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Jyn, Rey and The Star Wars Experience

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As with all great debates, this began in Forbidden Planet as a discussion about which Funko Pop! figure Jared should buy for his desk at work. We take Funkos very seriously here (an discussion for another day), and, before we knew it, a simple Rey/Jyn decision had spiralled out of control.

Also, contains spoilers for Rogue One, The Force Awakens and, in case you're Kimmy Schmidt, the original trilogy.

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Rogue One: Darth Vader is a Scary Dude

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There are two things I need you to understand here.

The first is there are many varieties of Star Wars fans, and I’m of the sort whose love for the whole thing is rooted solely to the original trilogy. I never got a proper introduction to the Expanded Universe, I haven’t read any of the new books or comics, and I remember the prequels with the clarity of a fever dream. I’ve seen maybe three episodes of The Clone Wars, which I would’ve adored as a kid but didn’t grab me as an adult. I’ve played the Old Republic games, and enjoyed them very much, but they served as something small and ancillary to the main event: The Millennium Falcon, the Battle of Hoth, philosophy lessons with Old Ben. The small amount of Star Wars tie-in stuff I’ve dabbled in was a good time. The original trilogy — and now, The Force Awakens, which my heart welcomed in with ease — I hold on a different level. That’s hallowed legend to me. That’s my canon.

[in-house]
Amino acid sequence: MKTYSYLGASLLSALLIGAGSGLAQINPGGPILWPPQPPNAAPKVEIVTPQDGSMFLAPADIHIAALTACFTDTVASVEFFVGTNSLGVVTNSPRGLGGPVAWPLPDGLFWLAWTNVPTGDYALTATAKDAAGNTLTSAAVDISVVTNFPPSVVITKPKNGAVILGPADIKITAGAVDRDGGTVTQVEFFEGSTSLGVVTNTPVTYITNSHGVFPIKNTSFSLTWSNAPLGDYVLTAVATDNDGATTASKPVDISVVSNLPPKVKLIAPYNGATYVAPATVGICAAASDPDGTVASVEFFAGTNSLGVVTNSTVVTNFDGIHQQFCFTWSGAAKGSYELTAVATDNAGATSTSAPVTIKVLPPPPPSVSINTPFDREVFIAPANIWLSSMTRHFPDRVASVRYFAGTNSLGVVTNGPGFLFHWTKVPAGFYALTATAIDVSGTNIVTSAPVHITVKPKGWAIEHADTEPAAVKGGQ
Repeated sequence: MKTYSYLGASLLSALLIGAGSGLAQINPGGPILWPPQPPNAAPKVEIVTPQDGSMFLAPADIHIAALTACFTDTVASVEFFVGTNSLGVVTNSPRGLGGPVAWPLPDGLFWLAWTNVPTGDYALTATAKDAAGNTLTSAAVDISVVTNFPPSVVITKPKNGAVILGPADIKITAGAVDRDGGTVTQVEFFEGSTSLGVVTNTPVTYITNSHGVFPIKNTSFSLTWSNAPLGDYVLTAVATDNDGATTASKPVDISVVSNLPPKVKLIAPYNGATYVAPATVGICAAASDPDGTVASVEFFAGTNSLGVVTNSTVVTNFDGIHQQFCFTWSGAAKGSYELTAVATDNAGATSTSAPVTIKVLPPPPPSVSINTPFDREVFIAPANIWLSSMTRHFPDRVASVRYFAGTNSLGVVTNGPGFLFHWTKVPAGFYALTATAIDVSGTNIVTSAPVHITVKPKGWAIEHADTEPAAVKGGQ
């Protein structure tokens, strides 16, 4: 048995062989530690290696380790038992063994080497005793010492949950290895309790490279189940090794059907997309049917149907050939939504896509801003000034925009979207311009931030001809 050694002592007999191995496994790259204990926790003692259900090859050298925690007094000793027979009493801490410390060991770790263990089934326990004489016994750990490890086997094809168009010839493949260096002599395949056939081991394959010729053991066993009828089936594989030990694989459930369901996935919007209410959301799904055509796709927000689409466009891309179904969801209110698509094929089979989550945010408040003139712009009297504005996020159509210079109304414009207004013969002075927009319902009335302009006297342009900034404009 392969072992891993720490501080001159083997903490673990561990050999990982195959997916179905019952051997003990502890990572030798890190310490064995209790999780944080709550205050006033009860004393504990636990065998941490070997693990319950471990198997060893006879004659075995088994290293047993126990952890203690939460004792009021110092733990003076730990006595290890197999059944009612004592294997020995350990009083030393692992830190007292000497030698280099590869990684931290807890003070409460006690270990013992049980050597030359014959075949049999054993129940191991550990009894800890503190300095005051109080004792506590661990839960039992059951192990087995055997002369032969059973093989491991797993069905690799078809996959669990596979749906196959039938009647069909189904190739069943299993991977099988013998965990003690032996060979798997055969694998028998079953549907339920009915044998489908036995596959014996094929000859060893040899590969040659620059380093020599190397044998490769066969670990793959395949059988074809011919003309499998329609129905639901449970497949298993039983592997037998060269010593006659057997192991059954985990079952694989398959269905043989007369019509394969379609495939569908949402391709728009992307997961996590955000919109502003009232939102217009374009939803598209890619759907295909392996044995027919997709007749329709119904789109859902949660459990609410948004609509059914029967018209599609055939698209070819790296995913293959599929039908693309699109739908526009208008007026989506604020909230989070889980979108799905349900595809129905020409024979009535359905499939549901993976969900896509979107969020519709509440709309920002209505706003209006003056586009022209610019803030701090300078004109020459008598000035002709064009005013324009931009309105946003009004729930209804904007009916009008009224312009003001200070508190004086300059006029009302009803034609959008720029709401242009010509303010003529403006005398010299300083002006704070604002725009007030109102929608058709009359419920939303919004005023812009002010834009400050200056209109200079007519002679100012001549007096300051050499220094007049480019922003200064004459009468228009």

That’s the first thing. The second is I’m about to throw down some Rogue One spoilers. You have been warned.

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Villain of the Month: Hans Gruber

Hans GruberIn the evolution of the blockbuster action movie, it’s hard to overstate the importance of 1988’s Die Hard.

Though unmistakably a product of its time, it represented a significant departure from its contemporaries. Most 80s action flicks tended to come in one of four flavours: Spy/Cold War narratives (the James Bond franchise), soldier/ex-soldier stories (First Blood, Delta Force), sci-fi (Alien, Terminator), or buddy cop (48 Hrs).

Die Hard didn’t conform to any of these, yet in spite of this – or perhaps because of it – it became the most influential action film of the decade, spawning so many knockoffs that it practically qualifies as a subgenre all its own.

The 1990s recycled Die Hard over and over again, serving it up Sam-I-Am style in every conceivable location: on a plane, on a train, on a trip and a ship, in the snow and the ice, in a school with a fool… well, you get the idea.* And that’s not even counting the sequels: Die Harder, Die Hard with a Vengeance, Die Already, Why Won’t You Just Die (or some such… I lost track after a while.)

Much the same could be said of the film’s iconic baddie, Hans Gruber, played by the inimitable Alan Rickman.